For 35 years as MP for Islington North, I have stood shoulder to shoulder and worked hand in hand with both my Jewish constituents and Jewish communities across the country to confront antisemitism and to advance Jewish causes. I have warned against and constantly sought to draw attention to the rise in antisemitism across Europe, and the need for politicians across parties to confront it. My record on this speaks for itself for anyone who cares to look. So this allegation was not just deeply hurtful on a personal level, it was categorically untrue. In fact I am extremely proud of our record in introducing root and branch reforms to the Labour Party’s governance that went further than any leadership in history to expose and confront anti-Jewish prejudice within the Labour movement.
Again, the evidence and record is absolutely conclusive on this. By the time we managed to gain control over Labour’s governance from politically hostile incumbents, the rate of antisemitism complaints investigations increased fourfold and there was a dramatic escalation in the number of sanctions – including expulsions – for those engaging in any kind of prejudice against Jewish members or Jewish people in general.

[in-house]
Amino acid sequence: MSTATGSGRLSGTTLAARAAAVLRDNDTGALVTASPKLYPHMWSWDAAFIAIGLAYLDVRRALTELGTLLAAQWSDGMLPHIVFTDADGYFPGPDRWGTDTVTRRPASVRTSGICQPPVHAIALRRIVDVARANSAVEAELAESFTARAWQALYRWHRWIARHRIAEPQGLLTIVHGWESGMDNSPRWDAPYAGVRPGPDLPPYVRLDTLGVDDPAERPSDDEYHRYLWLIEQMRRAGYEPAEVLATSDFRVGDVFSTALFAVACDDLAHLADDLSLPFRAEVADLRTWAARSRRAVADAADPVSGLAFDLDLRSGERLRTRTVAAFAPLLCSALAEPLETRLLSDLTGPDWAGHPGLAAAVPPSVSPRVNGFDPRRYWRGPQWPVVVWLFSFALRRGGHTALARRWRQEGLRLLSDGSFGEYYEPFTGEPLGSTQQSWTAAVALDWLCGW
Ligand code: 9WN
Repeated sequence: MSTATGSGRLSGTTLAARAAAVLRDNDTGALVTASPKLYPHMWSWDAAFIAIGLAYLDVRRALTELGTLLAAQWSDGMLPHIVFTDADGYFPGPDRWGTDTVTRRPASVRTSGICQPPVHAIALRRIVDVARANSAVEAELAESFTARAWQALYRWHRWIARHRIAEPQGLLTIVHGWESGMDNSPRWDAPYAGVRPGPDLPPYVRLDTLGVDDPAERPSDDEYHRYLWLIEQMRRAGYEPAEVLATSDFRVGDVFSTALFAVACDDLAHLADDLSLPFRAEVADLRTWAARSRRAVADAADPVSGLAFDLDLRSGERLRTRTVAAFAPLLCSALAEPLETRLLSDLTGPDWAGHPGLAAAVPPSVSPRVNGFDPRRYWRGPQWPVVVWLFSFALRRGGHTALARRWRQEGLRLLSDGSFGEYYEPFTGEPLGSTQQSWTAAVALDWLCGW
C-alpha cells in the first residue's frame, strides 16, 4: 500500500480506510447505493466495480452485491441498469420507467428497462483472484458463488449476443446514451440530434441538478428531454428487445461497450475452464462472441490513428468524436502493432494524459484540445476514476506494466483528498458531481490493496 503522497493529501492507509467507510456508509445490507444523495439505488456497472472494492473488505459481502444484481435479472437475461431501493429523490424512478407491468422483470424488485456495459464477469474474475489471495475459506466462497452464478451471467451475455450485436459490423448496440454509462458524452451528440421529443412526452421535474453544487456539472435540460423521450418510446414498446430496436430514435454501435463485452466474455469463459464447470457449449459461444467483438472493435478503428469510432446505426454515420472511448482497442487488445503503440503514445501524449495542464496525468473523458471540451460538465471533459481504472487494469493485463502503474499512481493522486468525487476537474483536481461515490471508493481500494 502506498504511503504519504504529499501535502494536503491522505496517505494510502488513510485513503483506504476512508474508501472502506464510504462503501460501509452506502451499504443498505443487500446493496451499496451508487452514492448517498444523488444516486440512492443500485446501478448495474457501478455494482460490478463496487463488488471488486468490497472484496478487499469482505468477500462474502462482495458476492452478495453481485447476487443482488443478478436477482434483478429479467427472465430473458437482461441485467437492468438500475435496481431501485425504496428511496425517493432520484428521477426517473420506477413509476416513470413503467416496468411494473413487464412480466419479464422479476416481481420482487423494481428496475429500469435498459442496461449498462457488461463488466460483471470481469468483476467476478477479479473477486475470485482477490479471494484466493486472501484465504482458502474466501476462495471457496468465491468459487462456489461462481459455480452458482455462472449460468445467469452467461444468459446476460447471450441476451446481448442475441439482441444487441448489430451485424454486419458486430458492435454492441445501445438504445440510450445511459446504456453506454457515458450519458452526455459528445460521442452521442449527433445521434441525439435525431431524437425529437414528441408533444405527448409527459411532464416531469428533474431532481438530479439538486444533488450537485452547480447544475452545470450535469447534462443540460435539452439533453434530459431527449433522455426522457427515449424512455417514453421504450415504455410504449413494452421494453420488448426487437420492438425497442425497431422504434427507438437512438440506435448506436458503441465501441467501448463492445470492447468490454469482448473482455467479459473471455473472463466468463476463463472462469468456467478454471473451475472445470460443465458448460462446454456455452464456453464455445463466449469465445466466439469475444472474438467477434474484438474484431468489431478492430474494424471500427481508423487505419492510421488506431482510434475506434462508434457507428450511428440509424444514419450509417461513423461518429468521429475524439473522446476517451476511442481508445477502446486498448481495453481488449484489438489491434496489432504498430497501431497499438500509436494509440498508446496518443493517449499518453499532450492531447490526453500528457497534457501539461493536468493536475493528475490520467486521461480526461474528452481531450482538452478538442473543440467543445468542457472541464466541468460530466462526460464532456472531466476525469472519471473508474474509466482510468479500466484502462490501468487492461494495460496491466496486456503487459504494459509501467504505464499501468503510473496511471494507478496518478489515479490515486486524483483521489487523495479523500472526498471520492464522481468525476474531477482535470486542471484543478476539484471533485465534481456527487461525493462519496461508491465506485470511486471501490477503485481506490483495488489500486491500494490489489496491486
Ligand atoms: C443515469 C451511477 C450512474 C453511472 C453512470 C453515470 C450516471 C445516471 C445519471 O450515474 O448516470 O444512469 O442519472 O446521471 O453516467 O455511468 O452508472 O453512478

It remains a profound injustice to Jewish members that the factionalism and hostility of senior incumbent officials within the Labour party impeded some of our initial efforts to introduce reforms. And it is a profound failure of the EHRC investigation into this matter that they did not shine a light on this, and uncover the real root causes of initial failings in the complaints system. But as Labour leader I accepted my ultimate responsibility for every single case of antisemitism within our party and I took this extremely seriously, both in terms of concrete actions and apologising wholeheartedly to the Jewish community on behalf of the Labour movement.
That is why I welcomed and endorsed the recommendations of the EHRC report. But I’m afraid the suggestion that the Labour Party under my leadership was institutionally antisemitic, or that me and my team were anything other than relentlessly proactive and determined to address this issue is a constructed lie, and one that gained enormous traction across the mainstream press. That is the point that I was making in my statement following the EHRC report which triggered my suspension from the party.